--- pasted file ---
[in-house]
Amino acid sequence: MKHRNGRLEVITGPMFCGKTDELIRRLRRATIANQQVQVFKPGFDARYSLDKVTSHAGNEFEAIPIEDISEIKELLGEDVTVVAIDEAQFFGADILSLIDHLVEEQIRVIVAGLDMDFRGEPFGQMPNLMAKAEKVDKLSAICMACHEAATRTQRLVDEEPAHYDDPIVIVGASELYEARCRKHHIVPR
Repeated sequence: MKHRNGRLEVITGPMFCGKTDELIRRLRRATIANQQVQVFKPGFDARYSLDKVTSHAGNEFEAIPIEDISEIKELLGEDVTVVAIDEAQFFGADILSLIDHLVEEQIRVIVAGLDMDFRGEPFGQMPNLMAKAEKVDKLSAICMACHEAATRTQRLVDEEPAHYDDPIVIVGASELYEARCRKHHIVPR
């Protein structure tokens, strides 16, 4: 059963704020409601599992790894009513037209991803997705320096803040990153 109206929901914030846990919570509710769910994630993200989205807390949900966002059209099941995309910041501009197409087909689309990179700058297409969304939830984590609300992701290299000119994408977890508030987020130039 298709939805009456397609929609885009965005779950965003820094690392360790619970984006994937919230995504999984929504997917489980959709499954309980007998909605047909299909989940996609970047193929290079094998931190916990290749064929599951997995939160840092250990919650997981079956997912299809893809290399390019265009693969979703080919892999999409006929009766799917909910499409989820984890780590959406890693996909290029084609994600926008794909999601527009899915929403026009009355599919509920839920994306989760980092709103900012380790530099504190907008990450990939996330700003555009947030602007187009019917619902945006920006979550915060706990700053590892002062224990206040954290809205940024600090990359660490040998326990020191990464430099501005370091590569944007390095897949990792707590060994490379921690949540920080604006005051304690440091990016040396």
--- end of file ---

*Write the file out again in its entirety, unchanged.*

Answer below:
[in-house]
Amino acid sequence: MKHRNGRLEVITGPMFCGKTDELIRRLRRATIANQQVQVFKPGFDARYSLDKVTSHAGNEFEAIPIEDISEIKELLGEDVTVVAIDEAQFFGADILSLIDHLVEEQIRVIVAGLDMDFRGEPFGQMPNLMAKAEKVDKLSAICMACHEAATRTQRLVDEEPAHYDDPIVIVGASELYEARCRKHHIVPR
Repeated sequence: MKHRNGRLEVITGPMFCGKTDELIRRLRRATIANQQVQVFKPGFDARYSLDKVTSHAGNEFEAIPIEDISEIKELLGEDVTVVAIDEAQFFGADILSLIDHLVEEQIRVIVAGLDMDFRGEPFGQMPNLMAKAEKVDKLSAICMACHEAATRTQRLVDEEPAHYDDPIVIVGASELYEARCRKHHIVPR
């Protein structure tokens, strides 16, 4: 059963704020409601599992790894009513037209991803997705320096803040990153 109206929901914030846990919570509710769910994630993200989205807390949900966002059209099941995309910041501009197409087909689309990179700058297409969304939830984590609300992701290299000119994408977890508030987020130039 298709939805009456397609929609885009965005779950965003820094690392360790619970984006994937919230995504999984929504997917489980959709499954309980007998909605047909299909989940996609970047193929290079094998931190916990290749064929599951997995939160840092250990919650997981079956997912299809893809290399390019265009693969979703080919892999999409006929009766799917909910499409989820984890780590959406890693996909290029084609994600926008794909999601527009899915929403026009009355599919509920839920994306989760980092709103900012380790530099504190907008990450990939996330700003555009947030602007187009019917619902945006920006979550915060706990700053590892002062224990206040954290809205940024600090990359660490040998326990020191990464430099501005370091590569944007390095897949990792707590060994490379921690949540920080604006005051304690440091990016040396």